Echo Zhao, Country head of Saxo Bank for China, shares with us how she managed to apply work skills at home to allow her both success in business, and in her role as a mother.
Echo Zhao has had a long relationship with Saxo Bank, which began immediately after graduating from Copenhagen Business School in 2005. At this moment, getting a job at Saxo Bank was a big goal of hers: “Obviously as a very famous Danish international financial institution it is everyone’s dream to be part of the bank” explains Echo. After seven rounds of interviews, she finally got an offer and started her dream job.
Geely Holding Group purchased a controlling stake in Saxo Bank in 2018, and in December of 2019 the two groups inked a technological joint venture to provide financial and regulatory technology solutions to financial institutions such as banks and fintech companies in China.
During her time in the company, Echo rose from a sales associate to a country head, and attributes her success to the drive to excel and a lot of hard work (as well as a little bit of luck).
Although making sales calls in a foreign language, Echo was managing to make over 100 calls every day during her first few months, a work ethic which put her Nordic colleagues under quite some pressure. She never hesitates to jump at opportunities, often going the extra mile to do so. At the time, back in 2005, there were only four Chinese nationals working in the company, and they were asked if they would be willing to translate the trading platform into Chinese on top of all their daily tasks. Echo was the only one to raise her hand and the project was completed while still meeting her sales targets.
Such an attitude won her both appreciation and respect and in 2006 she was asked to set up retail operations in Singapore and lead a team of 25 sales associates. In order to develop and scale the business, Echo constantly tried to push the boundaries and explore new options, so much so that whenever coming to the compliance officer with suggestions, he would often begin with “No! But let me hear what you have to say.” However, many of these ideas helped with Saxo Bank’s deep integration with the local market and two years later the team had the top performance in the company.
Echo considers herself lucky as she joined the company at a time when the bank planned to branch out into Asian markets. Aiding this was a transparent, nurturing corporate culture where ideas were expressed freely, and with an importance placed on nurturing young talent.
Looking for new challenges, Echo arrived in Beijing in 2008 to act as Chief Representative Officer for Saxo Bank. Due to the constraining regulatory environment of the times, in 2010 she decided to take a short break to recharge herself professionally and to begin putting her family life in order before returning to Saxo in 2014. “I always had the feeling that at some point I would be back,” she says. After rejoining the company, she has since had a chance to help steer the group to its bright future.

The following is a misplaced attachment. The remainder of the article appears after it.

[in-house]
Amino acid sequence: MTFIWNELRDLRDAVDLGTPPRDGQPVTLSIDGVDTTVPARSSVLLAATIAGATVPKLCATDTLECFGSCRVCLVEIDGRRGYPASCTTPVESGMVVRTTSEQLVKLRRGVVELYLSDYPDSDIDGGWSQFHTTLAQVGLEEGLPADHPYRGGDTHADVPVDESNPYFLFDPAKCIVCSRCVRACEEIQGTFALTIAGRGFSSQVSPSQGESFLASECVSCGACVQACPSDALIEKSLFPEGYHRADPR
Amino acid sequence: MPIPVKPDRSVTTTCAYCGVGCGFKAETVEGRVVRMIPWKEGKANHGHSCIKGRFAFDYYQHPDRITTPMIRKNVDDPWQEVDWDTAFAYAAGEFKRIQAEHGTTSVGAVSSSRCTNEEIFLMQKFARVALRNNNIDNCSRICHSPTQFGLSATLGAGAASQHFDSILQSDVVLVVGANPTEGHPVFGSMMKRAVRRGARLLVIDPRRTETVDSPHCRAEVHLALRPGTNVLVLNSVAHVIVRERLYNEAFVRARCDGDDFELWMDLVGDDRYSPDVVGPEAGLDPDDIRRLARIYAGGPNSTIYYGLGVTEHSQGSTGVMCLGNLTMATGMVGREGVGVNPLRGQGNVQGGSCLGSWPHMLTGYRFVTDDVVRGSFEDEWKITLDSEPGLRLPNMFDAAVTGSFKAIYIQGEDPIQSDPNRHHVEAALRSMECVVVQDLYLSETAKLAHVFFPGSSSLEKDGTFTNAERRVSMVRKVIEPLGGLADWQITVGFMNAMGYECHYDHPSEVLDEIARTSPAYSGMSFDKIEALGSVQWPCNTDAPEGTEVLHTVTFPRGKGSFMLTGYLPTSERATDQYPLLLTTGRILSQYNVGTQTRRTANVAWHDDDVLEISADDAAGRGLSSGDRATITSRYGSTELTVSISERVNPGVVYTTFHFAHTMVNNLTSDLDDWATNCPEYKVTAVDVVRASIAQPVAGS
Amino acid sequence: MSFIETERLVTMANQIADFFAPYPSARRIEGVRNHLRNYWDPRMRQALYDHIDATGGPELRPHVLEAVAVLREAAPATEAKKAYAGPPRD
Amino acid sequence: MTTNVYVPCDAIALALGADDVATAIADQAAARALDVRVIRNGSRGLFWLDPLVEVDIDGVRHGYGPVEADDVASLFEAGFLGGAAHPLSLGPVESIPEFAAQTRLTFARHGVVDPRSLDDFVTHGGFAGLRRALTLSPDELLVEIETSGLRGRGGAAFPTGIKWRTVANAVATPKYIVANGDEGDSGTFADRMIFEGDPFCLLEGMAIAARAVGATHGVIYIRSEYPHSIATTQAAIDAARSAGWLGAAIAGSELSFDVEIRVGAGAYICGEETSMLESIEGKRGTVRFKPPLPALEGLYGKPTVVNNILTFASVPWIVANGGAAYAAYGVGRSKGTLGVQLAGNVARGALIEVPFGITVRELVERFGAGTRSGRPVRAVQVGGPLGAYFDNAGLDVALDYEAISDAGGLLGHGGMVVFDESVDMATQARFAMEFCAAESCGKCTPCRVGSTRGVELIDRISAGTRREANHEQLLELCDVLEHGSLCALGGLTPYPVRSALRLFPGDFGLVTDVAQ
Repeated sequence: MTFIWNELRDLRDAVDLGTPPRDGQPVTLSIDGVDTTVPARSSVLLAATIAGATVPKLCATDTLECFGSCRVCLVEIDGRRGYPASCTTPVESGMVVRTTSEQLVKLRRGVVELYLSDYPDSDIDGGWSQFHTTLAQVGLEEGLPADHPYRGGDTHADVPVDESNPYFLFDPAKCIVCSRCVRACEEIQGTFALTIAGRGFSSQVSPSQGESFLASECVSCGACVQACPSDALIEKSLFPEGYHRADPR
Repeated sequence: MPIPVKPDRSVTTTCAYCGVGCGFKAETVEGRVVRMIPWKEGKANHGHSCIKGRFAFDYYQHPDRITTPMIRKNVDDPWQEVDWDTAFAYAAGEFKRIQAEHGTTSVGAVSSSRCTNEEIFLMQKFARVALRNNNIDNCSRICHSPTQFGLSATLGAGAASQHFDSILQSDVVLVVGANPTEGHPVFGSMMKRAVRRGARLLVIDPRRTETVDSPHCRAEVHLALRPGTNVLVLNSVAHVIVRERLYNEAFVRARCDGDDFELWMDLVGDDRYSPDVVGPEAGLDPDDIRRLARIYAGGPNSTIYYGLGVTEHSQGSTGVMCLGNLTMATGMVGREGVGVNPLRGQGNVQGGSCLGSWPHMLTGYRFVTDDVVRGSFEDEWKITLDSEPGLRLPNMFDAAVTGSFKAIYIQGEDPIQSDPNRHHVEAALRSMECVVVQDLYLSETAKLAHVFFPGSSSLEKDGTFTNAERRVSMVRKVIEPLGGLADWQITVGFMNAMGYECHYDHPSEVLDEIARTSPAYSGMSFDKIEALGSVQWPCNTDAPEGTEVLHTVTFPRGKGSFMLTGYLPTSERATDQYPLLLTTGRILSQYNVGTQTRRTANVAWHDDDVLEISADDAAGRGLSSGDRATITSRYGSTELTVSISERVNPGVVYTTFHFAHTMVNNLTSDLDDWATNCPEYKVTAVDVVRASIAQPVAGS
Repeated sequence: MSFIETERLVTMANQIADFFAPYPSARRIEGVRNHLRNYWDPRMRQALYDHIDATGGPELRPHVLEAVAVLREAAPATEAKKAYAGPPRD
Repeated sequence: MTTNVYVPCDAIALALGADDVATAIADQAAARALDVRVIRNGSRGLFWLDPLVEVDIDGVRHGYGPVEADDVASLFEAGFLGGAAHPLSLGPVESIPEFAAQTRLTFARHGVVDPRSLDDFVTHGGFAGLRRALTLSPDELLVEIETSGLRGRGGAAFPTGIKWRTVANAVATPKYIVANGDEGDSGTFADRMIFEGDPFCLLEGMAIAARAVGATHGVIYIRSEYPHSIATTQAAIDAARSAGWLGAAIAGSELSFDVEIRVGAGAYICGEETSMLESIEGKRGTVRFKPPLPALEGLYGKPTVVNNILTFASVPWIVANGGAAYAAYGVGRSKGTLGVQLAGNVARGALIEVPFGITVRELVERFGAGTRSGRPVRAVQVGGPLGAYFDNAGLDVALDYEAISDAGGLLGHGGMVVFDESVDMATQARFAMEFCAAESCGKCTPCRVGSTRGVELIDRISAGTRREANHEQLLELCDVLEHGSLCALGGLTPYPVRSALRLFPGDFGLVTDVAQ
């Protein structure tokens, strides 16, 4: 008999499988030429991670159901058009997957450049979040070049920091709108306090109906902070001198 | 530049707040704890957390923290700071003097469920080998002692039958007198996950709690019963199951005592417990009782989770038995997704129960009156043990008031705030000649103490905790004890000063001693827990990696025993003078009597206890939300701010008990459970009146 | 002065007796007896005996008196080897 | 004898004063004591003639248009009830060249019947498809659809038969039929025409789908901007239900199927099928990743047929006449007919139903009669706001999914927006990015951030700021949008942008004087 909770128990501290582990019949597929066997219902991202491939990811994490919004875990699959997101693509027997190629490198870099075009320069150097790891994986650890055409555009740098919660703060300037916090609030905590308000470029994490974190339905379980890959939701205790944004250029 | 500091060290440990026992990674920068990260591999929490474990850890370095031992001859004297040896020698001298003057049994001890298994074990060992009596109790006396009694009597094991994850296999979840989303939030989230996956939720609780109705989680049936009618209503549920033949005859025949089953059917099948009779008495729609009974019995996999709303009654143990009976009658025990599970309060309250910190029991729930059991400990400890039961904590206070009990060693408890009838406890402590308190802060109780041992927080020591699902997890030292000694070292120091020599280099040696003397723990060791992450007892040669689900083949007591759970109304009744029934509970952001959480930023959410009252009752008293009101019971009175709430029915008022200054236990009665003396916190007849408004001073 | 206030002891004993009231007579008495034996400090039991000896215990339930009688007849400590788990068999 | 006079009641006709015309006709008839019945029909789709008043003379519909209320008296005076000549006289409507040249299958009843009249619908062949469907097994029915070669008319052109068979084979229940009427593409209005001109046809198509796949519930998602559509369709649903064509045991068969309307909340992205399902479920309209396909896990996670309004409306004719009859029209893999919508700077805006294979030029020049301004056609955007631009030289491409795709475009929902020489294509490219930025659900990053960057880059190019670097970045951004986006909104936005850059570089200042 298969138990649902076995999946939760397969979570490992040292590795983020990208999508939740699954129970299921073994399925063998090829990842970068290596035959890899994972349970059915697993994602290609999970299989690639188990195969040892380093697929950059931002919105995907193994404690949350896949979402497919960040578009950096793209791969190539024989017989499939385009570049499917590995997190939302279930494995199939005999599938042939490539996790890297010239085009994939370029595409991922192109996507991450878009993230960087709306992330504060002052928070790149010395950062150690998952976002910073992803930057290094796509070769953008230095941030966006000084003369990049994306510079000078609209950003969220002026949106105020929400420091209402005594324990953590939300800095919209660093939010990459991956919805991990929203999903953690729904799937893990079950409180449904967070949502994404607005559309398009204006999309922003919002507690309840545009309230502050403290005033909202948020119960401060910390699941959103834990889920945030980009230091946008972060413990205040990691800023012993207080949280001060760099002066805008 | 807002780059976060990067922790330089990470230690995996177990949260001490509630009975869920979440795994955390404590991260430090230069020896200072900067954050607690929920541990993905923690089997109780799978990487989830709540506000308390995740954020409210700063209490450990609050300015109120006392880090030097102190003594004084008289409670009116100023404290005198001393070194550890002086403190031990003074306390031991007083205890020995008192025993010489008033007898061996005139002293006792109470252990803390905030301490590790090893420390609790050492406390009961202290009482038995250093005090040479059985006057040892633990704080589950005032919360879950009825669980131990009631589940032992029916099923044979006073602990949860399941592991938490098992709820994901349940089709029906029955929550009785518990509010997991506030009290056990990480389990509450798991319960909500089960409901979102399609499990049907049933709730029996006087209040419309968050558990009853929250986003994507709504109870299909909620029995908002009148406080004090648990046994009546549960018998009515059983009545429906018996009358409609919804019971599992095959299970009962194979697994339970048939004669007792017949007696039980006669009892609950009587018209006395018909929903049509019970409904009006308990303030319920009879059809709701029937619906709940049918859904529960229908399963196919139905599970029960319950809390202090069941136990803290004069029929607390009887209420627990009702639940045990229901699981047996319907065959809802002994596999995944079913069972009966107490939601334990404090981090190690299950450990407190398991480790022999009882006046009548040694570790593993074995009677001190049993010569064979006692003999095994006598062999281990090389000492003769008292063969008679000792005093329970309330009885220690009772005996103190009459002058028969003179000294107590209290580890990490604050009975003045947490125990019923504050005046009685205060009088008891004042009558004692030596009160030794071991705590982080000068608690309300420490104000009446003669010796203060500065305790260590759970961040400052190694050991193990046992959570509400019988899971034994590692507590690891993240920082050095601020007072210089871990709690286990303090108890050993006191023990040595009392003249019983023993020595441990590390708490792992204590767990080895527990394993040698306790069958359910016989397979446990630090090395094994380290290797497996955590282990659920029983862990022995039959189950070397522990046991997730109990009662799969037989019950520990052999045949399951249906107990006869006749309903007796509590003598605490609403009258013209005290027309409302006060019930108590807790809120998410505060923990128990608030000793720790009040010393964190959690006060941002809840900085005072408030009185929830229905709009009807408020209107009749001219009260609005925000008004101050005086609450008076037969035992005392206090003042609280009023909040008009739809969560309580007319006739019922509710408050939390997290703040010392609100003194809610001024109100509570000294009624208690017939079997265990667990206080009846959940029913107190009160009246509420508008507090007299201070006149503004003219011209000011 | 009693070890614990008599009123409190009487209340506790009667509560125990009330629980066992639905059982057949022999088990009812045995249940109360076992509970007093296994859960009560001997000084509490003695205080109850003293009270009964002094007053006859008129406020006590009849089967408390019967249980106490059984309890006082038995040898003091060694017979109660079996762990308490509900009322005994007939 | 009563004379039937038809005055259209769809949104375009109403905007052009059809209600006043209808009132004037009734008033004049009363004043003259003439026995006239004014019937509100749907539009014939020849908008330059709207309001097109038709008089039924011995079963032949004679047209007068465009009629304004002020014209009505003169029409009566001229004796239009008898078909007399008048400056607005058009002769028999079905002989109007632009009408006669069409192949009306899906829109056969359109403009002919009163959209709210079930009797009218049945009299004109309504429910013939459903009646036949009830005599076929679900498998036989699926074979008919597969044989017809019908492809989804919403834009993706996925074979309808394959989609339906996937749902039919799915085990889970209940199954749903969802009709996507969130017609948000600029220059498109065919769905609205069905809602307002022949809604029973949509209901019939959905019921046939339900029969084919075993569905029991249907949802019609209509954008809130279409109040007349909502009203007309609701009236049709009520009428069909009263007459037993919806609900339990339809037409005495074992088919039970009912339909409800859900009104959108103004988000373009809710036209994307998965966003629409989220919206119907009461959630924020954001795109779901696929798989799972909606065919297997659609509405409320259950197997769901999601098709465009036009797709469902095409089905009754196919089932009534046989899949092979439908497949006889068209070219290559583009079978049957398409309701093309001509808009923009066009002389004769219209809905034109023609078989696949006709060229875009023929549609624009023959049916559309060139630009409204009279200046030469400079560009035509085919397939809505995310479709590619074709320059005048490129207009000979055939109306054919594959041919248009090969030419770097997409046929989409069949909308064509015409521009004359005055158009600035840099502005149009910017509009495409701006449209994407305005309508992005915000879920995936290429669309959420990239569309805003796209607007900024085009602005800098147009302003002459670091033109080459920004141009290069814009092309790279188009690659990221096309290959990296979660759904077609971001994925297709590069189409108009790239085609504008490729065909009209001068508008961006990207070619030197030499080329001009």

“My friends joke I was a late bloomer. I started thinking about family very late” she says. She managed to achieve it all with a level of efficiency reflected in her work – something that she uses from time to time in her family life.
Consistent with her style, Echo did not fail to surprise people when her son was born. Two hours before his birth, Echo was still in a meeting with various business leaders, among them the founder of Saxo Bank, Kim Furnais. A group of nervous executives rushed her down from the 92nd floor and hailed a taxi to take her to the hospital.
Today Echo manages to balance her career with bringing up three young children. While she claims to be a bad example of work-life balance, she admits that some of her work skills have come in handy when managing her children.
“My daughter came to me and said ‘It’s daddy’s birthday and I want to do him a painting but I don’t know how to do it’, then started crying. I started asking her questions and trying to guide her to think things through. After 20 minutes, I managed to encourage her to come up with the answers herself, which made her so happy.”
“It was the first time I realized how much people appreciate when you show them how to fish rather than just offering them the fish. I started to practice coaching at work and leverage my skills at home to make my life and my kids’ lives easier.” (While she advocates the use of coaching with her kids, she cautions people to never try coaching their spouses!)
“I’m not the perfect mum and I’m still trying to learn but I try to use some business thinking to better manage my family life,” says Echo. While she can’t always find hours to stay with her kids, she can always find a few minutes to spend quality time with them. “That all adds up. What I see is that quality is more important than quantity. So I’m trying to spend quality time with my family and trying to prioritise the important things.” She feels that she is now achieving a better work-life balance and that her family is happy with this change.